Neillsville - Methodist (100th Anniversary - 1958)
Contact: Dolores (Mohr) Kenyon
Surnames: Northcott, Devos, Fleming, Kleckner, O’Neill, Ward, Cady, Brooksome, Holt, Schiesel, Borde, Lambert, Janke, Peterson, Devos, Ferrine, Manz, Williams, Huddleston, Schwantes, Diers, Hemp
----Source: Good Old Days: November 12, 2008; contributed by Dee Zimmerman and transcribed by Dolores (Mohr) Kenyon
The 100th anniversary of Methodism in Neillsville will be marked in special centennial services here Sunday, Nov. 9.
Assisting in the program will be Bishop H. Clifford Northcott of Madison, and Dist. Supt. Raymond J. Fleming. Bishop Northcott will deliver the centennial sermon during the 11 a.m. service. His subject will be, "A Day for the Church."
In the afternoon a concert and homecoming service will be conducted at 2 p.m. by Layman A. L. Devos, who will present the welcome. The service will include an address by the Rev. Mr. Fleming on "Grace for the New Day," a reading of the church history and greetings from former pastors.
In their historical publication compiled for the 100th anniversary celebration, the Methodist claim to have been the first to hold religious services in Clark County. An occasional Methodist clergyman held services at intervals prior to 1850. However, before the Civil War these services were being held with greater frequency, averaging about one a month and the followers in the city were served by the old-time circuit riders.
These services were held in the building now occupied by the Kleckner elevator, which was a grist mill. The circuit riders that visited Neillsville, conducted services gave comfort and solace of religion to the members. In return they were provided with the hospitality of the homes of members.
As it was generally in Wisconsin, so it was in Clark County that the Methodists were not only the first to hold services in the county, but they also erected the first church building in the county at Neillsville in 1869, on a lot give by Mrs. James O’Neill. The present church building stands on this lot.
For many years this building served not only as a church, but also as a public meeting place for concerts, political speeches and holiday celebrations. When the present church was built in 1895, the original building was moved to a lot just north and is still in use for public meetings. It is known as the Veterans of Foreign Wars hall, and is the meeting place of the Assembly of God Church. (The first church building was later removed. D.Z.)
The Rev. R. R. Ward, a Methodist minister from Black River Falls, preached the first sermon in Neillsville in 1847. He was a guest at the James O’Neill home and conducted the services there. In 1858 Neillsville was made a regular stopping point for the circuit rider, and at that time the Rev. James Cady visited here once every three weeks. Rev. John Holt, who stayed only a short time, succeeded him in April 1859. In the fall of 1861 the Rev. William H. Brooksome came to remain three years. Following this it became a custom to assign ministers for longer periods.
In 1868, the records show, the first efforts were made to raise money, other than regular offerings. The congregation accepted flour, groceries and various other articles, as well as coin. Like many other churches and institutions in the community, the early 1930s found the church in financial struggle. By 1940, members realized the need for improvements and began raising a fund for them. The Ladies Aid Society, always a moneymaking organization, saw to it that the kitchen was improved with new stoves.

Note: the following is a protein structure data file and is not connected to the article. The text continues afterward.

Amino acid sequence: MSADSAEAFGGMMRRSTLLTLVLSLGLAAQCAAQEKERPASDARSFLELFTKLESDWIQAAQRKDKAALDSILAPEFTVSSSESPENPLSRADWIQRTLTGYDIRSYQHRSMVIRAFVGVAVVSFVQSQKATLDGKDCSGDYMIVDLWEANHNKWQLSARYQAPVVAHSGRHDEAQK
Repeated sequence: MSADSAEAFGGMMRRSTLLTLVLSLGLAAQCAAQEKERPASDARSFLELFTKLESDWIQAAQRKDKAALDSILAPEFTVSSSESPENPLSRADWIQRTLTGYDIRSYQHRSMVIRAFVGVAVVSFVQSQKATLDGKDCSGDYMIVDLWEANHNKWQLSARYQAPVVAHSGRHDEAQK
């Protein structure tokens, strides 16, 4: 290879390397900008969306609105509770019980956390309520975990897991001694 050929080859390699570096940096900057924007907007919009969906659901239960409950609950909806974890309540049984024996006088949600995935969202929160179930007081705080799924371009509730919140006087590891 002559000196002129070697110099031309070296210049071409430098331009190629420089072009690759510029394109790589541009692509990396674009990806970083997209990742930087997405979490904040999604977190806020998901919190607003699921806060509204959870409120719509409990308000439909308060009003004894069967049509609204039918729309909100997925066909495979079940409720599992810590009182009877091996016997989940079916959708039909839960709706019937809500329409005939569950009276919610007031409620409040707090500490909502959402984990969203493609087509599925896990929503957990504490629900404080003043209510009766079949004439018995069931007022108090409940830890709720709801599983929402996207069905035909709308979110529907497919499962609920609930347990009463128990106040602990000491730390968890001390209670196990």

The men of the church, with Burton Wells in particular, built accommodations in the church for the ever-growing choir. "A Key at a Time" method was used to finance the new organ during the 1940s.
It became evident in the 1940s and early 1950s that extensive improvements were in need. The Rev. Virgil Nulton was pastor. The kitchen was completely modernized and the main sanctuary was remodeled.
During the last year a new plan was voted upon for further improvement and expansion of the church school education system and for better parsonage faculties. A new church entry was completed in 1958 and more space in the sanctuary has been incorporated by the elimination of folding doors.
The first church parsonage that any of the members recall was the house just west of the Neillsville Armory, now occupied by the Donald Schiesel family. After that the parsonage for many years was at 214 Grand Avenue, now owned by Walter Borde. In 1933 the property east of the church, and now the present parsonage, was a gift from Hays Lambert.
The present organizations of the church are:
The Women’s Society of Christian Service. This organization took the place of the Ladies Aid and has been engaged in many activities. The group has a membership of 72. It meets once a month and carries out the outlined program on the conference level. The group also has expanded into four active circles, the Bethany, Lydia, Naomi and Priscilla. At present another circle is in the formative stage. The society carries out a missionary program, of Prayer, World Community Day, Week of Prayer and Self Denial, and sends representatives to each district and sub-district meeting.
The Methodist Men’s Club, organized in 1956, meets once a month and promotes general church interest. Officers are August Janke, B. H. Peterson and A. L. Devos.
The Methodist Youth Fellowship is an active society, which meets once a week with a devotional program. Officers are: Bill Perrine, Katherine Manz, Mary Manz, Darlene Williams, and Mrs. Warren Huddleston as adult counselor.
The Sunday school department has an enrollment of 125. Mrs. Donald Schwantes is primary superintendent, and Mrs. Charles Diers, Jr., is senior department superintendent. Other officers are Mrs. William Perrine and Mrs. Warren Hemp.
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